8. avatar ZZZBRILJANT says:

    Do not understand, Muslims do not drink alcohol, so what is the problem, the other 5.8 billion people not muslim like a drink, world population is approximately 6.78 billions of people right now.

    ok I know 50% of them Muslims make use of alcohol so it be 6,3 billion who like it.

    how many of those 69 million Indonesian Muslims are over 21 years now. 230% 60 = 138 to 138 / 2 = 69 million

  9. avatar berlian biru says:

    “they knew the masyarakat would pay any price, bear any burden, for their fave food.”

    I thought I would have found myself in that position, willing to pay whatever the price just to be able to relax with my favourite tipple, however even I have reached breaking point.

    It has been a cardinal factor of my life that I like to relax in the evening with a bottle of wine, nothing fancy, just a cheap bottle of Aussie or Kiwi plonk will do me rightly, the sort of thing that retails back home for about a fiver a bottle. I watched the prices steadily increase over the past few years and gritted my teeth and blocked my ears against the cavils of my missus but no longer. I was in a bottle shop in Kemang the other day, one offering a big sale, up to 70% off some wines. The cheapest bottle I could find was a bland, non-descript Australian chardonnay at 285,000 Rps., I gulped hard, I did the mental arithmatic and then did something I have never done in my life before, I walked out of a booze shop empty-handed.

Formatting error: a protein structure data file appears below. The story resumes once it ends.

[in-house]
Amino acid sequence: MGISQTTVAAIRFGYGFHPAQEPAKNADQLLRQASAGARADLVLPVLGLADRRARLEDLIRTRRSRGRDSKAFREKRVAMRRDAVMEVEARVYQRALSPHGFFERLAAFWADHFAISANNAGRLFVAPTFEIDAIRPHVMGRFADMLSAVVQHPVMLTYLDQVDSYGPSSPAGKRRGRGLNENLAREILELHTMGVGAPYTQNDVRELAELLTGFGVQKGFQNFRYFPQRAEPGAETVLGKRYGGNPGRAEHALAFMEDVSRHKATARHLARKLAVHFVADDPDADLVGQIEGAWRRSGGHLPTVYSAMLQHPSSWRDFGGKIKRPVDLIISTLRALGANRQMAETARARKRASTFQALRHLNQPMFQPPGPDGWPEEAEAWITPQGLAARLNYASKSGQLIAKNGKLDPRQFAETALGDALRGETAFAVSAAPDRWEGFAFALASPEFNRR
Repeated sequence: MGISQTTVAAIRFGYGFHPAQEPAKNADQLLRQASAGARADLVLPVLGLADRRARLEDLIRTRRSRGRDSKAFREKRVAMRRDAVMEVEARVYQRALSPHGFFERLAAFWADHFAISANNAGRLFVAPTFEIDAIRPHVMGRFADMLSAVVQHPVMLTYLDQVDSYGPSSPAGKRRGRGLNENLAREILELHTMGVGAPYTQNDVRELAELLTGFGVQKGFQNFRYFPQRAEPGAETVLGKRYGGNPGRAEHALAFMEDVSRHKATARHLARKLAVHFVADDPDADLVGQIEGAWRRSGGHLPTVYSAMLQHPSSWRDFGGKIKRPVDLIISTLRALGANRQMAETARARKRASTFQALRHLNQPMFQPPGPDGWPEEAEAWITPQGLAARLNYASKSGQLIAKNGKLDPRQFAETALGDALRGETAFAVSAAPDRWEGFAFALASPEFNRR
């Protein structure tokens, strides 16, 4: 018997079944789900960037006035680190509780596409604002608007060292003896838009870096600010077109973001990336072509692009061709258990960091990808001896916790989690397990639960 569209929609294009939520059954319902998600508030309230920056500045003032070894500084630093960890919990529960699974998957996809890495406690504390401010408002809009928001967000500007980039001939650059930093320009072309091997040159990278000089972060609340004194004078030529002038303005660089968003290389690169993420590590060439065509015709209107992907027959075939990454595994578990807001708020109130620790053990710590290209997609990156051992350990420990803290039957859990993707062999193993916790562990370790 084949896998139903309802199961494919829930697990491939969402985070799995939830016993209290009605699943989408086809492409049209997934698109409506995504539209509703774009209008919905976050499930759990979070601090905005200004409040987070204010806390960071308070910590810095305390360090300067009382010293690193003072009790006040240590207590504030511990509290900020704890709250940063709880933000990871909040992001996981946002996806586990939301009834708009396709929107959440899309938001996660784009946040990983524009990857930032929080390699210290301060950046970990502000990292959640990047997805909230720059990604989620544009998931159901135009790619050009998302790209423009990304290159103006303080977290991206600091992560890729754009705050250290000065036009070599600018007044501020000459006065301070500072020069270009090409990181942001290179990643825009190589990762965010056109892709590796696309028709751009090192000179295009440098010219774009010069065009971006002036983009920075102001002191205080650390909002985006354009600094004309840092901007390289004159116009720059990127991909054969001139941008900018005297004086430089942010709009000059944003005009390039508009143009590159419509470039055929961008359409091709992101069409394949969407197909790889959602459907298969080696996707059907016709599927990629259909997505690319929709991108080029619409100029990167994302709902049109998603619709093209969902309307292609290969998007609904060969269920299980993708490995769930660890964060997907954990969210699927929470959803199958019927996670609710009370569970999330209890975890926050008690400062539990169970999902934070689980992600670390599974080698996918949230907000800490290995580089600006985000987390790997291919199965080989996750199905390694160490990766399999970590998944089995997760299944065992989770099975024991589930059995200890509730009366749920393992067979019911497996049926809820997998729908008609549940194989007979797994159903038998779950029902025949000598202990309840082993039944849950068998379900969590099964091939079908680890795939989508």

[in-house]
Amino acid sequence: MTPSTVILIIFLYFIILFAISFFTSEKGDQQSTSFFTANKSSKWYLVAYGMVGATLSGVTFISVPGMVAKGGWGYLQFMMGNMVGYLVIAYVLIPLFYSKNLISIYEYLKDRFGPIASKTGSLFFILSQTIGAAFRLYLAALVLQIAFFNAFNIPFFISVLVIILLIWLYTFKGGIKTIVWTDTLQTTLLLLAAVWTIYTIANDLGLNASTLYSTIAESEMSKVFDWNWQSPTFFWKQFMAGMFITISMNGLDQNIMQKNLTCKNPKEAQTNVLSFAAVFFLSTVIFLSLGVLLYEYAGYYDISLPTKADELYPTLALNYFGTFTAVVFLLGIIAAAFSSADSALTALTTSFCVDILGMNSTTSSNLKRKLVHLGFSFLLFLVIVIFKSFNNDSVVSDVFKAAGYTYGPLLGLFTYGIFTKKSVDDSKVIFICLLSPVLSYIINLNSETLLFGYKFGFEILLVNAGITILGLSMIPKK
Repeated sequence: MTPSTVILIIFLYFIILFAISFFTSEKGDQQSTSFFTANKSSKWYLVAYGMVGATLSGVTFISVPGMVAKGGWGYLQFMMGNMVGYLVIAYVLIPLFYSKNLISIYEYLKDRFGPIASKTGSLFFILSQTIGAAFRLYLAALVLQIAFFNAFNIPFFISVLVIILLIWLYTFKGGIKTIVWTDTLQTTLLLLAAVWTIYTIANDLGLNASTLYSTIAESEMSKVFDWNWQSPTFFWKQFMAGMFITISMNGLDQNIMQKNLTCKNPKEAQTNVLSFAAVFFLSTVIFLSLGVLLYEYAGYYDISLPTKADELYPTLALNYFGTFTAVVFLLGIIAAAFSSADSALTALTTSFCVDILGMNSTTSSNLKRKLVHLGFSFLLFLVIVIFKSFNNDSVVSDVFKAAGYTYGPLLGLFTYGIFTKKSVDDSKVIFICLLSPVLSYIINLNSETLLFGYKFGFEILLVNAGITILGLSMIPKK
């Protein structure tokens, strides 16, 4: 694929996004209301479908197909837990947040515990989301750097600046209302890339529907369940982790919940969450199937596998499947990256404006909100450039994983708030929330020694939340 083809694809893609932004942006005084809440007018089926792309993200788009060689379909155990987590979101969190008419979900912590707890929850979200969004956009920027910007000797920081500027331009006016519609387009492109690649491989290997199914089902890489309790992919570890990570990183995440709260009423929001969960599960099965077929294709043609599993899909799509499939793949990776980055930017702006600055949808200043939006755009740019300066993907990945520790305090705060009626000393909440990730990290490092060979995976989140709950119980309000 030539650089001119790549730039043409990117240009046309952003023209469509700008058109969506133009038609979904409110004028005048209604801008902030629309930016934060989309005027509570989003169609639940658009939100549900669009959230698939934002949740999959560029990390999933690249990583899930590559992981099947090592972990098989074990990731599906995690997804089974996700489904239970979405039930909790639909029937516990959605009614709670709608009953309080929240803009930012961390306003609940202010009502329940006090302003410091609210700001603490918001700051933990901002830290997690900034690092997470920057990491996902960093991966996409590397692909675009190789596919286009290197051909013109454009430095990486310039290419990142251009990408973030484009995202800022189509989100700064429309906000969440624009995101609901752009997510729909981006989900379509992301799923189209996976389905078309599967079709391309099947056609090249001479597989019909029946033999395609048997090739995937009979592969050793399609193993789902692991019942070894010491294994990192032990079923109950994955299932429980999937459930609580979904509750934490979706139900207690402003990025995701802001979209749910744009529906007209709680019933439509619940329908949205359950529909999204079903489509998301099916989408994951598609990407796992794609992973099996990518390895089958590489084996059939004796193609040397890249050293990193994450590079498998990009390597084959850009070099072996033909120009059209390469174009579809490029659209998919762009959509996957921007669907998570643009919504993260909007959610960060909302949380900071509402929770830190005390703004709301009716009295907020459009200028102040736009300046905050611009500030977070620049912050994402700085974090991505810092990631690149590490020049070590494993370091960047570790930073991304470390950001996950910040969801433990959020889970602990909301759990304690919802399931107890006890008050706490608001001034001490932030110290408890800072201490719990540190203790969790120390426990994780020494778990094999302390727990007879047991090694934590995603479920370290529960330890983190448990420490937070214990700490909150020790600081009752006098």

It will have no benefit for my health by the way, quite the contrary, because Indonesia does not tax on alcohol content but on fluid content a bottle of spirits is slightly cheaper than the wine, so now instead of a nice life affirming glass of wine, redolent of the warm Autumn slopes of some South Australian vineyard I will instead be easing away the cares of the day with the bitter fruits of the barley or juniper berry, with all the unpleasantness that entails.

    As regards the punitive taxation of drink, I do wish people would stop trying to re-invent the wheel, it’s all been done before. William Pitt the Younger took over a British Exchequer most of whose activities involved trying to stamp out smuggling on England’s southern coast as British drinkers sought to avoid the astronomical excise put on Port and Wine from France. By reducing tax to 15% in one blow he wiped out the smuggling trade while at the same time increasing massively tax revenue as the people immediately switched to the legally imported stuff.

    It’s not rocket science Sri my love, give it a try, you’ll be pleasantly surprised by the results.

    I think it should be pointed out that apparently PT Sarinah’s monopoly days are coming to an end as I believe as many as eight companies have now applied for import licences so maybe the long two year drought might finally be coming to an end.

  10. avatar Ajay says:

    I have a feeling salaries of PT Sarinah’s management will increase significantly.

  11. avatar Ross says: